Plantz becomes the 11th condemned inmate, and the 2nd
female, to be put to death this year in Oklahoma, and the 41st overall
since the state resumed capital punishment in 1990. Plantz becomes the
28th condemned inmate to be put to death this year in the USA and the
711th overall since America resumed executions on January 17, 1977.
Plantz v. State,
876 P2d 268 (Okla. 1994).
Appellant Marilyn Kay Plantz was tried by jury and
convicted for the crimes of Murder in the First Degree (Count I) in
violation of 21 O.S.Supp.1982, § 701.7 ; Third Degree Arson (Count II)
in violation of 21 O.S.1981, § 1403(A) ; Solicitation to Commit Murder (Count
III) in violation of 21 O.S.1981, §§ 701.7 and Conspiracy to Commit
Murder (Count IV) in violation of 21 O.S.1981, §§ 421 Case No. CRF-86-4781,
in the District Court of Oklahoma County. The jury recommended as
punishment the death penalty for Count I; fifteen (15) years
imprisonment and ten thousand dollar ($10,000) fine in Count II; one
hundred (100) years imprisonment for Count III; and ten (10) years
imprisonment on Count IV. The trial court sentenced accordingly and it
is from this judgment and sentence that Appellant appeals.
Appellant and co-defendant Clifford Bryson were found
guilty of the first degree murder of Appellant's husband, James Plantz.
On August 26, 1988, at approximately 4:00 a.m., Mr.
Plantz, a long time employee at the Oklahoma Publishing Company, left
his job and headed home. At that time Mr. Plantz was insured for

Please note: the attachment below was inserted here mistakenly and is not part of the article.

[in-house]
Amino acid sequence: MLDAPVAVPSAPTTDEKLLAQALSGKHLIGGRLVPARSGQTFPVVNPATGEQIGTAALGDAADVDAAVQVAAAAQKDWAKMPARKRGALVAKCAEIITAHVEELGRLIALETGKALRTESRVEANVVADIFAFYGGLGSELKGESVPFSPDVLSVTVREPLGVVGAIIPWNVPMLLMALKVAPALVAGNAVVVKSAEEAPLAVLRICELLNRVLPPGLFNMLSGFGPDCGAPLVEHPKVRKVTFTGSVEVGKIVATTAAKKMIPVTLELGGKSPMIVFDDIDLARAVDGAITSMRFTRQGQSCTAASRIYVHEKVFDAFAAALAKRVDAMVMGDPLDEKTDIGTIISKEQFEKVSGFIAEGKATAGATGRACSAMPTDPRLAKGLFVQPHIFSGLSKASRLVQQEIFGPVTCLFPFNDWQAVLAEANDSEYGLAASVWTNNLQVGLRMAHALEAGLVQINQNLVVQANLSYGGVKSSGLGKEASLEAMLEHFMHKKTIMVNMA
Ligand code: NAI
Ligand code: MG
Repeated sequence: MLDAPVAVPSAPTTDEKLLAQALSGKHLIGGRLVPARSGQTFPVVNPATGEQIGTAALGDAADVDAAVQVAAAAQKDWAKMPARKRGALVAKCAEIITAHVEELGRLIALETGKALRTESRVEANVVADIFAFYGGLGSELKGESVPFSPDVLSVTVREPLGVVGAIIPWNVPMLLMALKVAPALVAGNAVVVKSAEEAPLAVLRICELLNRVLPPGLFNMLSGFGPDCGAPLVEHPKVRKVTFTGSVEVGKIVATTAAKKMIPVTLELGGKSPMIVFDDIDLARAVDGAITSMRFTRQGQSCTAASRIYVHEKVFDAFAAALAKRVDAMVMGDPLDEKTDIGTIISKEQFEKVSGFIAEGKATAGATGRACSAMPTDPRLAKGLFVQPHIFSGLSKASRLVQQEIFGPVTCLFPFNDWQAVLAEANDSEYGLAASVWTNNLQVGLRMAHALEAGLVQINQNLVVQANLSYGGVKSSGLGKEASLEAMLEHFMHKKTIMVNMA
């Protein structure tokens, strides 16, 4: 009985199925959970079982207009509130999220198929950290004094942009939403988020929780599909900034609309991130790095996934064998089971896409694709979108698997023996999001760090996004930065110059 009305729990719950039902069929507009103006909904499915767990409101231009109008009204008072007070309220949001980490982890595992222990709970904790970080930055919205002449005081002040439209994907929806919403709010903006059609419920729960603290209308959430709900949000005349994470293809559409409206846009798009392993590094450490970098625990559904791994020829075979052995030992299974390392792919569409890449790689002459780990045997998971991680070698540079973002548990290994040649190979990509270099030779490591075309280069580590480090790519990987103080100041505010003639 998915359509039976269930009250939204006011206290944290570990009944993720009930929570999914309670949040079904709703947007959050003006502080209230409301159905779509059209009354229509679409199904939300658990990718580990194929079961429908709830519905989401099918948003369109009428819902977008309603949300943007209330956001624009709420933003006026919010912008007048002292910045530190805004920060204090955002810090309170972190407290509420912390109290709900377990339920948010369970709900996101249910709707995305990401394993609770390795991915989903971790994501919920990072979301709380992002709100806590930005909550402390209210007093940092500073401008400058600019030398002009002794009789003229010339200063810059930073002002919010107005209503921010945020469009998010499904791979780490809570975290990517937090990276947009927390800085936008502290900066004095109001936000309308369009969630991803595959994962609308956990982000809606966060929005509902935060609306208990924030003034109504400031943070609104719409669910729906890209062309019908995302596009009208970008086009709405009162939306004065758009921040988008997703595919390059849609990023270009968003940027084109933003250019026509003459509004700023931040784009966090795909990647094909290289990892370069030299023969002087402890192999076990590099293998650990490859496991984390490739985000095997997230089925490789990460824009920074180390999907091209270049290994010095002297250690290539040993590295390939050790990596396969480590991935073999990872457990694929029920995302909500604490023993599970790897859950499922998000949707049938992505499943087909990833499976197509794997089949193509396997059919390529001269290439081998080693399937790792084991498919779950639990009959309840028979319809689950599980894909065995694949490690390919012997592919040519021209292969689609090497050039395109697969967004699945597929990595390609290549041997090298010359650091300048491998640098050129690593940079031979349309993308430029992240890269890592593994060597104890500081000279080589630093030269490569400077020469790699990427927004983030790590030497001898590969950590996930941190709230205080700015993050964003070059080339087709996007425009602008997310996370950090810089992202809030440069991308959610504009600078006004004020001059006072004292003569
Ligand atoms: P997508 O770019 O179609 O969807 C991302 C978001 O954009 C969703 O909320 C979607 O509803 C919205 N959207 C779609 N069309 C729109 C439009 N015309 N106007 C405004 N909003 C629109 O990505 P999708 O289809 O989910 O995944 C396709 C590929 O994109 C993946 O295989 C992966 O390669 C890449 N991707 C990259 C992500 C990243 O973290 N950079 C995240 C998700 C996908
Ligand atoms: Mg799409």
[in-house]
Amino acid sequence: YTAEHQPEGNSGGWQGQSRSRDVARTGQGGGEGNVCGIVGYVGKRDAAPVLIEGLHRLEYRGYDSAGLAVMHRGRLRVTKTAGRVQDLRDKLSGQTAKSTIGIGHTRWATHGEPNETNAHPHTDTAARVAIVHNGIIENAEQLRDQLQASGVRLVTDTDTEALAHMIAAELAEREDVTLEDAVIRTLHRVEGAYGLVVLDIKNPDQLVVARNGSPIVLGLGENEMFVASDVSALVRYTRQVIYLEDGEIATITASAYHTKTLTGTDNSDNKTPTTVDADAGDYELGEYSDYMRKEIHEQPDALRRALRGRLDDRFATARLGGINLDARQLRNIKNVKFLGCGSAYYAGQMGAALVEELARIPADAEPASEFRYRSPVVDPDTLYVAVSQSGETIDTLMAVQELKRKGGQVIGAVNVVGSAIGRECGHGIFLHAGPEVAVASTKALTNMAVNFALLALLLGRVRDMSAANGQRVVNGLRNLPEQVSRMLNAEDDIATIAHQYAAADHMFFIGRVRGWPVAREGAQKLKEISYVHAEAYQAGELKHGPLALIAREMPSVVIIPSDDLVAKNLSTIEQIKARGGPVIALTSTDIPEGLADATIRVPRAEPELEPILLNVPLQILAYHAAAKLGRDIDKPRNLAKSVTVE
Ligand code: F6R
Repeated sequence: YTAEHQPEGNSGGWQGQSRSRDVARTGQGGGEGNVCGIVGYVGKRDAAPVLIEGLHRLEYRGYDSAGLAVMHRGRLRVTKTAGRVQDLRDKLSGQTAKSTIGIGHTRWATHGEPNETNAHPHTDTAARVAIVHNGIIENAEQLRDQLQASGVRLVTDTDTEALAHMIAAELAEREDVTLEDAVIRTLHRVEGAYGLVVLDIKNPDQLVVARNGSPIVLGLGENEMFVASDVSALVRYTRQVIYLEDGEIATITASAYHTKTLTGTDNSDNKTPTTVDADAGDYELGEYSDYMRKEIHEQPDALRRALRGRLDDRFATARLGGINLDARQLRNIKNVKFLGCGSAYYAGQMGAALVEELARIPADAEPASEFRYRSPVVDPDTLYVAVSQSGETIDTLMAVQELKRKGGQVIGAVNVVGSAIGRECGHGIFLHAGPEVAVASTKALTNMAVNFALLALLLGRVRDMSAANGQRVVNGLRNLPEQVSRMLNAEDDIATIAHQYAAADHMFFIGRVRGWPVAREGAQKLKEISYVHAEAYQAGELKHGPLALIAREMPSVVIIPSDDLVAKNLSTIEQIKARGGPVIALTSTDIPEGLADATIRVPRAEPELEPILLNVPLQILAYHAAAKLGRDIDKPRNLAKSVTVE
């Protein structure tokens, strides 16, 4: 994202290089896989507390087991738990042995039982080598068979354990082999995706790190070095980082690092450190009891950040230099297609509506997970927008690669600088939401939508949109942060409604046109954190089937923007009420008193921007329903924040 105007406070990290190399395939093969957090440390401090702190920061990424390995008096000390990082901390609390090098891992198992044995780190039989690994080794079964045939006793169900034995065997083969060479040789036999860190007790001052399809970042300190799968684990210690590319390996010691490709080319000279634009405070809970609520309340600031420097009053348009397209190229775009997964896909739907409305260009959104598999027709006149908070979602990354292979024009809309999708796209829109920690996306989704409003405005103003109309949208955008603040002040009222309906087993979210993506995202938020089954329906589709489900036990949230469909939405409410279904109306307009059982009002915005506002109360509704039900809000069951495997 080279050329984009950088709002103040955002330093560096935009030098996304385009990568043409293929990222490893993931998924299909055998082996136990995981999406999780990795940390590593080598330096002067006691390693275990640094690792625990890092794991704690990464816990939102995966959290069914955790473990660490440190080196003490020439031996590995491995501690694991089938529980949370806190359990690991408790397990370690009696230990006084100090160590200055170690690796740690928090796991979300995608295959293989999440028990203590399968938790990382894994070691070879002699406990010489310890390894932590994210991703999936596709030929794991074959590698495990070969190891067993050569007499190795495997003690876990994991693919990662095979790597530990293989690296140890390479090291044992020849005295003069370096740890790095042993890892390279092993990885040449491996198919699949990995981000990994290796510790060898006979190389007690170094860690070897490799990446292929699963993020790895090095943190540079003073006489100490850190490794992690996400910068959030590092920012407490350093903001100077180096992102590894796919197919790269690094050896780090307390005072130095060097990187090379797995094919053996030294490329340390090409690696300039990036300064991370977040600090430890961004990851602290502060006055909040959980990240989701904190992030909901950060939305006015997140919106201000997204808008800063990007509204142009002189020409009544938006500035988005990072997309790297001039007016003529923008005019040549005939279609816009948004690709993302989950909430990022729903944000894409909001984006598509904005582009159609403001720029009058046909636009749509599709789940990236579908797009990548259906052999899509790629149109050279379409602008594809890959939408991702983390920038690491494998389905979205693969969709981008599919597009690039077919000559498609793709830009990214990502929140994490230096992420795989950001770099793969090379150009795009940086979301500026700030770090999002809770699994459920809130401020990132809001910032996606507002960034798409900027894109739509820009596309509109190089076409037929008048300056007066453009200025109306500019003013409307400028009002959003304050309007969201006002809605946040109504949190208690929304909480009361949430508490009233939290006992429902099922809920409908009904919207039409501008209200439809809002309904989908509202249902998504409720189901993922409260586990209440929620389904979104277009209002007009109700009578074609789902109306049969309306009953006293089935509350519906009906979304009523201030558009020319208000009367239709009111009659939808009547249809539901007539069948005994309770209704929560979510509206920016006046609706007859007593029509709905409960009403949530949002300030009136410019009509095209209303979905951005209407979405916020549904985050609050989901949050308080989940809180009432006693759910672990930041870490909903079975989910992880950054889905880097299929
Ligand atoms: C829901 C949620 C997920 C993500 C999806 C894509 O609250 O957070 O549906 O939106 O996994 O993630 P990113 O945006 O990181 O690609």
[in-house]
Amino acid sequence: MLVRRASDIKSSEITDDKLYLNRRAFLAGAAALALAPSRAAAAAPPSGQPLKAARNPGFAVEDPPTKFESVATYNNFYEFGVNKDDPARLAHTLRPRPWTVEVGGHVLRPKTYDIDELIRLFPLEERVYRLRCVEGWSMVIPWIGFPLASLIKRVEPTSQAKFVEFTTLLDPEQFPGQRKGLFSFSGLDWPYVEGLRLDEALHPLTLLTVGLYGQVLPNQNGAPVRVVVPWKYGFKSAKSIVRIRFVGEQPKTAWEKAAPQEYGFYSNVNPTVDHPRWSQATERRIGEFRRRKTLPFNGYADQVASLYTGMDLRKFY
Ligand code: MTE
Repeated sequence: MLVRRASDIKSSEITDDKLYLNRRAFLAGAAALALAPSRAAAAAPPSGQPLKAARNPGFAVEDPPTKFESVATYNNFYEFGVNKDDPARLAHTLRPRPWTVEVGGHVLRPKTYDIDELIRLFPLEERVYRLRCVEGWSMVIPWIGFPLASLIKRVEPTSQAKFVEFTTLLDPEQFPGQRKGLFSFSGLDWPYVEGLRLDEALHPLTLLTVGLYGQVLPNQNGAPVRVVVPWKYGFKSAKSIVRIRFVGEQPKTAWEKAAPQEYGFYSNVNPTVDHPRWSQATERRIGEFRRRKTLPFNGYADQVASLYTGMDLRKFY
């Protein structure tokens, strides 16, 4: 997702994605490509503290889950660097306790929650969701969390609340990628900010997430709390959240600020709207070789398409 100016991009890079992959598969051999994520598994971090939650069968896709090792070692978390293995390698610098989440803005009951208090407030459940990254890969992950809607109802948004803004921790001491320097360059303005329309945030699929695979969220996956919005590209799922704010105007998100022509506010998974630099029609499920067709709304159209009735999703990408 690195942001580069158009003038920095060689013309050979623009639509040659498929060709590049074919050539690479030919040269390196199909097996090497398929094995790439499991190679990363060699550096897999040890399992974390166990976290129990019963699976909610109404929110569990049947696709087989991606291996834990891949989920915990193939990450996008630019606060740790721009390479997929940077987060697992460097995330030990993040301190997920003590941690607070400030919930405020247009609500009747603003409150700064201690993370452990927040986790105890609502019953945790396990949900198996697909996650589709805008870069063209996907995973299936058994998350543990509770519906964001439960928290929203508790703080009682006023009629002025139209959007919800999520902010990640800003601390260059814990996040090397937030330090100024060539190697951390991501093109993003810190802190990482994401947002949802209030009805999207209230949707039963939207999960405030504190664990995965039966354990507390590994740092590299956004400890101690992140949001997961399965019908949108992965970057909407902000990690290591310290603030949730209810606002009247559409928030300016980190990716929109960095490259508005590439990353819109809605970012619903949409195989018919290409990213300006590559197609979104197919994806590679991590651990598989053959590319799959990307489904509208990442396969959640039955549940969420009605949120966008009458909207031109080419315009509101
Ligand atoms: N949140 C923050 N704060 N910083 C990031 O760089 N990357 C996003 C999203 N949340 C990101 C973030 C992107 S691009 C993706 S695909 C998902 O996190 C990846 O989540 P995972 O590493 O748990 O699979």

approximately two hundred ninety-nine thousand dollars ($299,000.00).
Appellant was the beneficiary.
At approximately 5:15 a.m. that same morning, in the
northeast part of Oklahoma City, the decedent's charred body was
discovered inside his burned out pickup truck. The driver's side door
The decedent's body was slumped behind the steering wheel and
his left leg was outside the pickup, his foot resting flat on the ground.
Identified by dental records, an autopsy later revealed that the
decedent had died from a combination of a blunt force injury to the head
and thermal injuries caused by the fire.
The ensuing investigation into the homicide lead to
Appellant and Bryson. They had an ongoing personal relationship and had
previously attempted to have the decedent killed.
Appellant had indicated to Bryson the decedent was
abusive to her and she wanted to get rid of him and collect on his life
insurance policy. Appellant had approached Bryson and Clinton McKimble
about killing the decedent and collecting the life insurance proceeds.
She suggested the men drive up on the side of his pickup and shoot him,
or catch him coming home from work and beat him.
McKimble was offered forty-five thousand dollars
($45,000.00) for his part. At that time, McKimble indicated he was not
sure he wanted to be a part of the plan. He subsequently changed his
With Appellant's help, he and Bryson stole a car and
waited for the decedent to get off work. The plan was to drive up behind
the decedent, bump his pickup so that the decedent would have to pull
over and exit the vehicle, at which time they would kill him with
baseball bats provided by Appellant.
When the men lost the decedent's
pickup in the highway traffic, the plan was abandoned. Appellant
subsequently gave Bryson a gun to shoot the decedent, but he pawned it.
Clinton McKimble was also charged with the first degree murder of James
Plantz. He pled guilty to the charge in exchange for a life sentence.
Bryson subsequently offered Roderick Farris
($40,000.00) to kill the decedent. Terry Norman overheard Bryson say he
had just talked to Appellant. She was upset because the decedent had
physically assaulted her. When Farris asked why she just did not divorce